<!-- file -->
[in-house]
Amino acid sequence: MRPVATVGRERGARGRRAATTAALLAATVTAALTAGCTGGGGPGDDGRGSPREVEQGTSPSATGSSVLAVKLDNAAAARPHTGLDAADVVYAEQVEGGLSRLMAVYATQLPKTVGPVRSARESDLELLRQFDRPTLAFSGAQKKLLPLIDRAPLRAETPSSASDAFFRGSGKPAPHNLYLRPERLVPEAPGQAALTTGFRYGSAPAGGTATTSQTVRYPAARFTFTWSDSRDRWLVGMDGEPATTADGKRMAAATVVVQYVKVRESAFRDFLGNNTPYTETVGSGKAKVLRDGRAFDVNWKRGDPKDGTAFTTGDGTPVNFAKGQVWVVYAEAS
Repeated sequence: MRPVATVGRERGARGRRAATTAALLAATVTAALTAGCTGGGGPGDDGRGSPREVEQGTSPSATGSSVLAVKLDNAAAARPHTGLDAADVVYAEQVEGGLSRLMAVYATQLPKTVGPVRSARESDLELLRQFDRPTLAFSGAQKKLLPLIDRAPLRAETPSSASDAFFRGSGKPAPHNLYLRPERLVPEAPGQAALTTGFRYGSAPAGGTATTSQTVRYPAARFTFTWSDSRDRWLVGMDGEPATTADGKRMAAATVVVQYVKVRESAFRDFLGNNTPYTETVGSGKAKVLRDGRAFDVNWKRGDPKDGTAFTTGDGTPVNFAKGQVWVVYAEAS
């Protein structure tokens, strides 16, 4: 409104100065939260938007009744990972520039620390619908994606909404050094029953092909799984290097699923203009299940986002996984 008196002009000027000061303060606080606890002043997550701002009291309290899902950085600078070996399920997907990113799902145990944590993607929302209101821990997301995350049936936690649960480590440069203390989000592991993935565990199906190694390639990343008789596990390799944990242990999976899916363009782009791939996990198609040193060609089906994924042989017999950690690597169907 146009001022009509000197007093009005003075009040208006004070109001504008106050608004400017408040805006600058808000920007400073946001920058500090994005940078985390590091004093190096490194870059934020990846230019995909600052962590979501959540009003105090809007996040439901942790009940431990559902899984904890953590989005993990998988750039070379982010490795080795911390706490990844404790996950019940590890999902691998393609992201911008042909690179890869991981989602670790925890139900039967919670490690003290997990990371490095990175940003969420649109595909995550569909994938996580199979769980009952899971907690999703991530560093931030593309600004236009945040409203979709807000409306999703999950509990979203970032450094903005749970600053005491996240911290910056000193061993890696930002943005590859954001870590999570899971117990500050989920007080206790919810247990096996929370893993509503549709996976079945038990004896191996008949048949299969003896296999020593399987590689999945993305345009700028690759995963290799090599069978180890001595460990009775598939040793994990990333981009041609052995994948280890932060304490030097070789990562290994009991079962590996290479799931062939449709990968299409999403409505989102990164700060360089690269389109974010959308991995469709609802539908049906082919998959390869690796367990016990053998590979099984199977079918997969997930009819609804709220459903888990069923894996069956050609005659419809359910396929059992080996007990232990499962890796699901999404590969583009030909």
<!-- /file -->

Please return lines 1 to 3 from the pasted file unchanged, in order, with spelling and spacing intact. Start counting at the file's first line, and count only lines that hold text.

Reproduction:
[in-house]
Amino acid sequence: MRPVATVGRERGARGRRAATTAALLAATVTAALTAGCTGGGGPGDDGRGSPREVEQGTSPSATGSSVLAVKLDNAAAARPHTGLDAADVVYAEQVEGGLSRLMAVYATQLPKTVGPVRSARESDLELLRQFDRPTLAFSGAQKKLLPLIDRAPLRAETPSSASDAFFRGSGKPAPHNLYLRPERLVPEAPGQAALTTGFRYGSAPAGGTATTSQTVRYPAARFTFTWSDSRDRWLVGMDGEPATTADGKRMAAATVVVQYVKVRESAFRDFLGNNTPYTETVGSGKAKVLRDGRAFDVNWKRGDPKDGTAFTTGDGTPVNFAKGQVWVVYAEAS
Repeated sequence: MRPVATVGRERGARGRRAATTAALLAATVTAALTAGCTGGGGPGDDGRGSPREVEQGTSPSATGSSVLAVKLDNAAAARPHTGLDAADVVYAEQVEGGLSRLMAVYATQLPKTVGPVRSARESDLELLRQFDRPTLAFSGAQKKLLPLIDRAPLRAETPSSASDAFFRGSGKPAPHNLYLRPERLVPEAPGQAALTTGFRYGSAPAGGTATTSQTVRYPAARFTFTWSDSRDRWLVGMDGEPATTADGKRMAAATVVVQYVKVRESAFRDFLGNNTPYTETVGSGKAKVLRDGRAFDVNWKRGDPKDGTAFTTGDGTPVNFAKGQVWVVYAEAS